Tax Brackets for 2012 Filing in 2013




It is widely thought that this will be the last year of Bush-Era tax cuts. These tax cuts were implemented in 2001 under the Presidency of George W. Bush, and a second Act for these cuts was signed in 2003. These tax cuts which started in 2001, have ran their course through 2011, where President Obama extended the cuts through the year 2012. It is a popular opinion that the marginal tax rates will not remain as they are in 2013. Changes are a hot topic, and more than likely changes will be made. Below are the 2012 tax brackets.







Calculating your marginal tax rate and discovering how this bracket works is not complicated. However, it is not as cut and dry as one may think. We've found a great video that helps explain the tax brackets in a very simple way.
Tax brackets and tax rates are some of the most essential information that tax payers and every citizen in the US should know in order to understand the tax they are paying and to expect the possible amount of tax they are going to pay for the next tax season. Compared to other tax systems in other countries, the US Federal government follows a progressive tax system that reflects the marginal rates. Before discussing how the tax bracketing in the US works, you should first know the 2012 Tax Brackets for this year.

Tax experts determine the brackets and rates by using the current inflation data. Since the Bush Tax Cuts, which were imposed in 2010 are extended until this year, people can expect minimal change in the tax rates and brackets especially if inflation rate is not that different from the previous rate. Tax experts will only need to adjust the brackets based on inflation and standard deductions.

According to the IRS or Internal Revenue Service, the projected Tax Brackets for 2012 will be:
10% tax rate for married filing jointly with income bracket from $0 to $17,400, and single taxpayer and married filing separately with income bracket ranging from $0 to $8,700. Head of household will pay for this marginal rate if they have income of $0 to $12,400.

15% marginal tax rate for married filing jointly or qualifying widow and widower with income of $17,401 to $70,700. This tax rate also applies for single taxpayer or married filing separately with income ranging from $8,701 to $35,350, and for head of household with income from $12,401 to $47,350.

25% will be applied for married filing jointly and qualifying widows and widowers with income from $70,701 to $142,700. Married who will file separately will pay 25% marginal rate for income bracket from $35,351 to $71,350. For single filers, income must range from $35,351 up to $85,650, and for head of household, income must range from $47,351 to $122,300.

28% rate on tax will be applied for married filing jointly and qualified widowers and widows with total income ranging from $142,701 to $217,450. For single filers 28% will be applied for income reaching the amount of $85,651 up to $178,650 while married taxpayers who are filing separate tax income will pay the same tax rate for income ranging from $71,351 to $108,725. Head of households will also pay taxed with the same rate with the income from $122,301 up to $198,050.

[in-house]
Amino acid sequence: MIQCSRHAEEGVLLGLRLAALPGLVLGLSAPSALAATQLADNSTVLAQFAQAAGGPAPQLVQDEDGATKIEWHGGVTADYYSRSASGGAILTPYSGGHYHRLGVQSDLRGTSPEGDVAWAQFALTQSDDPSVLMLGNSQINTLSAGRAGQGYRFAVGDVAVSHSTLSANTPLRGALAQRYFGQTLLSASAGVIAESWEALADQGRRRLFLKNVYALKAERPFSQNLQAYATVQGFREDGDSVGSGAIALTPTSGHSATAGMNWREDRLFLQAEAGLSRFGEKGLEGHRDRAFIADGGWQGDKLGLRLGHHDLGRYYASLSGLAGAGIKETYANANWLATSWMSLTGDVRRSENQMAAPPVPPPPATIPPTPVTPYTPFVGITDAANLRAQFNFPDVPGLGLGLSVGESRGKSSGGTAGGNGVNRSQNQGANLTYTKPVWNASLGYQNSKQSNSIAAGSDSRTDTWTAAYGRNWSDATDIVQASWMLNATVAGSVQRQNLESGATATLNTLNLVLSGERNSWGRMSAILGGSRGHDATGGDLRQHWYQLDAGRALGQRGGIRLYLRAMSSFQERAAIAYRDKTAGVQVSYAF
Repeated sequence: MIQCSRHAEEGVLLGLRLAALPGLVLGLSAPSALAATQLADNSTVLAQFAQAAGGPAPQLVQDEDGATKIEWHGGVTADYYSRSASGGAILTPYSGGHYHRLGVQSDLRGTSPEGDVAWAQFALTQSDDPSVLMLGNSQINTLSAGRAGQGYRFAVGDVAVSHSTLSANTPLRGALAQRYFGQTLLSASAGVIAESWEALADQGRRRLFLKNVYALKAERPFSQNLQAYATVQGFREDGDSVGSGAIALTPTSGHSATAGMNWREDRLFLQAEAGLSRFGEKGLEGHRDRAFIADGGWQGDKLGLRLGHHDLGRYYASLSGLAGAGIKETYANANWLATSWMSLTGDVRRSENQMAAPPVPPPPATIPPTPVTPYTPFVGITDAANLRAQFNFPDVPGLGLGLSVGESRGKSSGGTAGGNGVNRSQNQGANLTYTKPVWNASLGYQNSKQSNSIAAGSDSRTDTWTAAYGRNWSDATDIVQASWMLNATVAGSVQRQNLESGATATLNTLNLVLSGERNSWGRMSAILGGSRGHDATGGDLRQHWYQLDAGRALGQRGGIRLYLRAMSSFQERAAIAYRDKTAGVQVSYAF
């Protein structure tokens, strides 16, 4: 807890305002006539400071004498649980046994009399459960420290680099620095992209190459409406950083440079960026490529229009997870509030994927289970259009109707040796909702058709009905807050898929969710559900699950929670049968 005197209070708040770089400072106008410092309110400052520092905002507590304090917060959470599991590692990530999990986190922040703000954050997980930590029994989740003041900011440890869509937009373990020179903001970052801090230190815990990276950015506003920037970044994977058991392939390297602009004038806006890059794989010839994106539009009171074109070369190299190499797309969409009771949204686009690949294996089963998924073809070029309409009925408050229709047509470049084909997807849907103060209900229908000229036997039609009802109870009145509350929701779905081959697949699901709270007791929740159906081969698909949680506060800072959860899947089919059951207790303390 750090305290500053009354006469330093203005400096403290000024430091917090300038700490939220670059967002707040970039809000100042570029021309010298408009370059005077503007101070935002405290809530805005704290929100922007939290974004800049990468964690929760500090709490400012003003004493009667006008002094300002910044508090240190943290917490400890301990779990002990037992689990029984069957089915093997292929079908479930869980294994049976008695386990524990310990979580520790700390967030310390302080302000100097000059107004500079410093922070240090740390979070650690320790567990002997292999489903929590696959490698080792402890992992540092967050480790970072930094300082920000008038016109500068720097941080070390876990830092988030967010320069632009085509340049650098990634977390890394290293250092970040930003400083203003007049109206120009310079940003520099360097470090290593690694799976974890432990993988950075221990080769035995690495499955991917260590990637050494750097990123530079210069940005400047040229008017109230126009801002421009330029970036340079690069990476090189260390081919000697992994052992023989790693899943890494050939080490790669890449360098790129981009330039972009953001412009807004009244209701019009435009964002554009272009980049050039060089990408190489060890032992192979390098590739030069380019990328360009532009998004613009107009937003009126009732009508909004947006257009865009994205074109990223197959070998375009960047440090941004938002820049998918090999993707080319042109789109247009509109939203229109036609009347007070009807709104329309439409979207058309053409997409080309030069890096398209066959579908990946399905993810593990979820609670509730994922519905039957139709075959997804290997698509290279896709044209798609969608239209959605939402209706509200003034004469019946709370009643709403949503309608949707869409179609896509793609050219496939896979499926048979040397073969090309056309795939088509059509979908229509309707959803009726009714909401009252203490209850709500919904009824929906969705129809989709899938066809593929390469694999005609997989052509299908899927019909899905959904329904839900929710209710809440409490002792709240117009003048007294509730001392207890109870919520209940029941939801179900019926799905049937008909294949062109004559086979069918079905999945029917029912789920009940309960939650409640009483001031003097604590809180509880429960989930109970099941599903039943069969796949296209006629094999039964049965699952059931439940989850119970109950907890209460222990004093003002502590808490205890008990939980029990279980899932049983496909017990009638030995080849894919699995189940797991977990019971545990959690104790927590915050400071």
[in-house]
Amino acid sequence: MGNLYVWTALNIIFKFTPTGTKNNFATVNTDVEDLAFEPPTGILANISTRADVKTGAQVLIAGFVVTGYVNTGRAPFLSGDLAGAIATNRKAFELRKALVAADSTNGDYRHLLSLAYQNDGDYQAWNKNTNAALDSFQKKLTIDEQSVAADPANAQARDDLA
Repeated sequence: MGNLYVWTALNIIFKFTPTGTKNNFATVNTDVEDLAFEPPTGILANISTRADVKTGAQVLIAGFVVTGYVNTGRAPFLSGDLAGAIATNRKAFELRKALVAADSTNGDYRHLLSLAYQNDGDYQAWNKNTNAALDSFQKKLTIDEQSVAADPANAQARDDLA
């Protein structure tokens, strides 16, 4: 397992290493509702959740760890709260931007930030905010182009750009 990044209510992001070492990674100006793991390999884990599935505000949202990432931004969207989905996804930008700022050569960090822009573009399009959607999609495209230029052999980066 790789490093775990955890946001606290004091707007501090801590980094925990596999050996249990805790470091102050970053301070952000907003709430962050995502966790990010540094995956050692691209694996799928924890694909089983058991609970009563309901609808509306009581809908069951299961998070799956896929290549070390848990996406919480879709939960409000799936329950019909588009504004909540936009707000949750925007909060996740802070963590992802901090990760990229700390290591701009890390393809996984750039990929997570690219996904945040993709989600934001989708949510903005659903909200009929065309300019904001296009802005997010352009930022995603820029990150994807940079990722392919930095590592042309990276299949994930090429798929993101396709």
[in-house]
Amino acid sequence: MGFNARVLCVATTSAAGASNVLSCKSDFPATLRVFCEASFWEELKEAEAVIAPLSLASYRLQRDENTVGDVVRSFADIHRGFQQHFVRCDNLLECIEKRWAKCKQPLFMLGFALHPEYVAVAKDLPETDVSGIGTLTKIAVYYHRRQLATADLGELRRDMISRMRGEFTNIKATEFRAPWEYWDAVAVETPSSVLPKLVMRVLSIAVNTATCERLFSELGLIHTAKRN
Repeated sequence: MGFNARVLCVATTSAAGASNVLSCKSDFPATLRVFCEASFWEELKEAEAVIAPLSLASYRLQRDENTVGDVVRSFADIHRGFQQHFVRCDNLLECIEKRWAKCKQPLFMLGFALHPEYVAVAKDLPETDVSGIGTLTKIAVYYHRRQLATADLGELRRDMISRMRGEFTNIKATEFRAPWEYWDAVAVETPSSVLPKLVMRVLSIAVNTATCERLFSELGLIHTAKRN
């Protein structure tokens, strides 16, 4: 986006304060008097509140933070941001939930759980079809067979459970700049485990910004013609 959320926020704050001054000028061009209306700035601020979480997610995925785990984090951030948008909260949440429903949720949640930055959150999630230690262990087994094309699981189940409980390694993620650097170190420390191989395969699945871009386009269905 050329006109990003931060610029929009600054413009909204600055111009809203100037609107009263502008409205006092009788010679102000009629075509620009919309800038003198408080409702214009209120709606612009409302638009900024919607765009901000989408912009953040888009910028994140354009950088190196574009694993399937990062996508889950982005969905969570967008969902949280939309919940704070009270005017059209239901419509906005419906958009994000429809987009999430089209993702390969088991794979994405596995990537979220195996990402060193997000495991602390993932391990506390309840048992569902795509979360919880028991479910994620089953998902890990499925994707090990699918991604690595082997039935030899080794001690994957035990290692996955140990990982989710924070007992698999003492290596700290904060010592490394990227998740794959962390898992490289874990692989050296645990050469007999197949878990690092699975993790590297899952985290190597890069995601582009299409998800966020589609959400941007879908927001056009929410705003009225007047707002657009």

Married taxpayers who are filing jointly with income of $217,451 up to $388,350 will use the progressive tax rate of 33% while the same rate applies for married who are filing separately with income from $108,726 to $194,175. Single filers are applied with the same rate with income ranging from $178,651 to $388,350 and head of household taxpayers with income from $198,051 to $388,350.

Single filers, head of households, married filing jointly, and qualifying widows or widowers will be required to pay 35% marginal tax for income bracket of $388,351 and above. The same percentage will be applied for married filing separately with income ranging from $194,176 and up.

Based on the IRS 2012 Federal Income Tax Brackets, the amount for personal and dependency exemption will increase up to $3,800 while the standard deductions for married taxpayers who are filing jointly will increase to $11,900. For single filers, the standard deductions will rise to $5,950. If you think that you are earning more this year and expect to land in a higher income bracket, you do not need to worry of paying more tax and losing more on your additional earnings because of the higher income bracket and tax rate.

One thing is for sure. Earning more does not mean losing more on tax. You will of course pay a little bit more for taxes but definitely not more than the additional amount of income you earned. Even if you go one income bracket higher, you will still pay the same rate for the specific amount you earned before and the higher rate for the remaining or the increase in your income. If you are a single taxpayer and have income below $8,700, you will pay 10% from the total income for tax. If your income increased this year to say, 9,000, this means you go up to the 2nd income bracket. This means you are still going to pay 10% tax rate for your income of $8,700, and the remaining $300 is where the 15% rate will be applied. With this tax system, taxes paid will not go more than the additional income taxpayers earned.


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